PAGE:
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The South Pole: An Account of the Norwegian…
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The South Pole: An Account of the Norwegian Antarctic Expedition in the… (1912)

by Roald Amundsen

Other authors: See the other authors section.

Series: Roald Amundsen explorations (2)

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Without a doubt, Amundsen is a giant among polar explorers, having lead the first open-sea voyage of the Northwest Passage and, several years later, the first successful expedition to the South Pole. But there have always been questions about his tactics while racing to be the first at the Pole, and they do dim the glory of his achievement. This book is Amundsen's account of the endeavor, and it leaves some gaping holes; it's also not nearly as enthralling as some other accounts of polar explorers, such as those by Apsley Cherry-Garrard and Douglas Mawson. This is only partly due to the relative ease of his Antarctic adventures compared with theirs.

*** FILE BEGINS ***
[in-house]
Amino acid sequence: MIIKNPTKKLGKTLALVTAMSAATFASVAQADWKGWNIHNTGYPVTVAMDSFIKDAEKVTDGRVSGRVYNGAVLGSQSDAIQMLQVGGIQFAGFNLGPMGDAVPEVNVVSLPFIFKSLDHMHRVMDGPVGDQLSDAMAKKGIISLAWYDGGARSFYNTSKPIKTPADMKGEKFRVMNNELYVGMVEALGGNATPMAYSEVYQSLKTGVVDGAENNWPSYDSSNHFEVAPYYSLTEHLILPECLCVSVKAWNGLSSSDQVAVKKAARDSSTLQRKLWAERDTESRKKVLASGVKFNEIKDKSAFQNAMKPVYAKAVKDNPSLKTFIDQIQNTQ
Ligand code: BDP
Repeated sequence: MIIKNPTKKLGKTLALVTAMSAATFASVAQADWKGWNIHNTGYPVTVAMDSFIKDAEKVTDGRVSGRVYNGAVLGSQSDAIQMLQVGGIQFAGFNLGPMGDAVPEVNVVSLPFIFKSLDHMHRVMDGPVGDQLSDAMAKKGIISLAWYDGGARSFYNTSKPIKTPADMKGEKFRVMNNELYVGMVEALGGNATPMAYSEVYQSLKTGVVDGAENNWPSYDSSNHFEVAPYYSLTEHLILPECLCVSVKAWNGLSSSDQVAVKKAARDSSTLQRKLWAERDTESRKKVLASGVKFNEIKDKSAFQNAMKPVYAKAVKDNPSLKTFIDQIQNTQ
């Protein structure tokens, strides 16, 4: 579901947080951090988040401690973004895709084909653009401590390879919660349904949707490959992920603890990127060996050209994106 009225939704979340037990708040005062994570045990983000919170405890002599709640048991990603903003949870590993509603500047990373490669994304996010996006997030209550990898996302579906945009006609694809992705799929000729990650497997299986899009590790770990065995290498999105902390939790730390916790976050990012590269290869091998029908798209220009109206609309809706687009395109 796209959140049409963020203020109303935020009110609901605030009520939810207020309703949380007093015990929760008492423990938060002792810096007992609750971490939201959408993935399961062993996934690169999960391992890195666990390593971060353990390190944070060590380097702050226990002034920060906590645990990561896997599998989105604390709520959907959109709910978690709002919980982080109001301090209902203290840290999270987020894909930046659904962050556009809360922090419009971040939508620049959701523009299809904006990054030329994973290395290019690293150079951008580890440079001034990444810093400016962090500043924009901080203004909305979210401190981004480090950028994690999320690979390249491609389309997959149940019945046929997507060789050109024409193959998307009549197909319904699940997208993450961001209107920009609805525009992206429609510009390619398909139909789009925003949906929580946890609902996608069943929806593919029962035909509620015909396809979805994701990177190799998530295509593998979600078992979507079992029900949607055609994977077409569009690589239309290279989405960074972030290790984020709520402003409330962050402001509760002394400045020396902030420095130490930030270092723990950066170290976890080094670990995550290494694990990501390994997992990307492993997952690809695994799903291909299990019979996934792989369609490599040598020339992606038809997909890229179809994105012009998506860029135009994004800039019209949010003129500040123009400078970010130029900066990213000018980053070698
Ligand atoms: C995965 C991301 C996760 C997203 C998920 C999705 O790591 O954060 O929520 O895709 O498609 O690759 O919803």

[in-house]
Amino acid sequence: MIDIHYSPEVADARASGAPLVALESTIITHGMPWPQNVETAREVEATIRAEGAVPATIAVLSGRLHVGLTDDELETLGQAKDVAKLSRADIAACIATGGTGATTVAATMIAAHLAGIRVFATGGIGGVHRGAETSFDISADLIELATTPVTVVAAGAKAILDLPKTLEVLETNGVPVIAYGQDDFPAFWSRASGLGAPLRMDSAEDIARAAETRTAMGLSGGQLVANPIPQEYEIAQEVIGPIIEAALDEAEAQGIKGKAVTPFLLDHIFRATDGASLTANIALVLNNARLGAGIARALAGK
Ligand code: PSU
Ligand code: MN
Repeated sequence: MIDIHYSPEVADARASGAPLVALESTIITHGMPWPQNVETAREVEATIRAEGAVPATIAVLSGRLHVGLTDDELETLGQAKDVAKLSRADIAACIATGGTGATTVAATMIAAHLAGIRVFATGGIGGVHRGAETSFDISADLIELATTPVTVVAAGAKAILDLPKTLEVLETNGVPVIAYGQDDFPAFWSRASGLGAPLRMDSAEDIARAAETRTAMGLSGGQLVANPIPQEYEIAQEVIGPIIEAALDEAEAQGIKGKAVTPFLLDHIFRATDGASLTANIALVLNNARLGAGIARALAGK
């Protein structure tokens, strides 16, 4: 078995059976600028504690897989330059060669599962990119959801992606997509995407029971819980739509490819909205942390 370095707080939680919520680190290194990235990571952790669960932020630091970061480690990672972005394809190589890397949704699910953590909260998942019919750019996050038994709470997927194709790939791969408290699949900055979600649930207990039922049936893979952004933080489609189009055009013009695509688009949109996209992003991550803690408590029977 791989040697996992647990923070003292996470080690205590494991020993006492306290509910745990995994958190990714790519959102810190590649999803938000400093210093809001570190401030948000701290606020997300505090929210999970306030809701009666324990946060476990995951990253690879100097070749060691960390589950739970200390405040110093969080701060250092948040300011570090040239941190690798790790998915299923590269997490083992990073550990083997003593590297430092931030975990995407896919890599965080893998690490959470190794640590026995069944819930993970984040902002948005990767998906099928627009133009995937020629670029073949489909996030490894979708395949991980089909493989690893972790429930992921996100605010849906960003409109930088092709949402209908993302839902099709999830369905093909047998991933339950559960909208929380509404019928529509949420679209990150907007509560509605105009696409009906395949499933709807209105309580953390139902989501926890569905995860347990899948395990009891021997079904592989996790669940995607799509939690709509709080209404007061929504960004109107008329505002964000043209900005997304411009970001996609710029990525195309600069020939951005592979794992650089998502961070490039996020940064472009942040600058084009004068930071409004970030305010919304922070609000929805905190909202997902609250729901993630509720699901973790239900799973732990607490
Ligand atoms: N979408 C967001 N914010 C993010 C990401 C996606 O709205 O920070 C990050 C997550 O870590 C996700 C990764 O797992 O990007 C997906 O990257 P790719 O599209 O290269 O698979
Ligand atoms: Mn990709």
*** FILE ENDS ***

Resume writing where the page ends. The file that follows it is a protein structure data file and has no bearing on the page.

Amundsen was an extraordinarily prepared explorer. He and his crew, a total of 19, grew up in Norway and skied from a young age. Amundsen felt strongly that the best way to travel over polar terrain was by ski, with Eskimo-dog-drawn sledges carrying supplies. Although he was fund-raising to try for the North Pole, Peary and Cook both made claims before he was ready, so without telling his financial backers or crew, he secretly planned to try for the South Pole instead, knowing that Robert Scott was already planning such an expedition. Only after they were on their way did he let the crew in on his plans and telegraph Scott with the news. Scott was already southward-bound at the time, and Amundsen would have known it would be months before Scott received the telegram, long after he could alter his own plans. This sneakiness, in a world typically governed by gentlemanly behavior, has tarnished his superb accomplishment.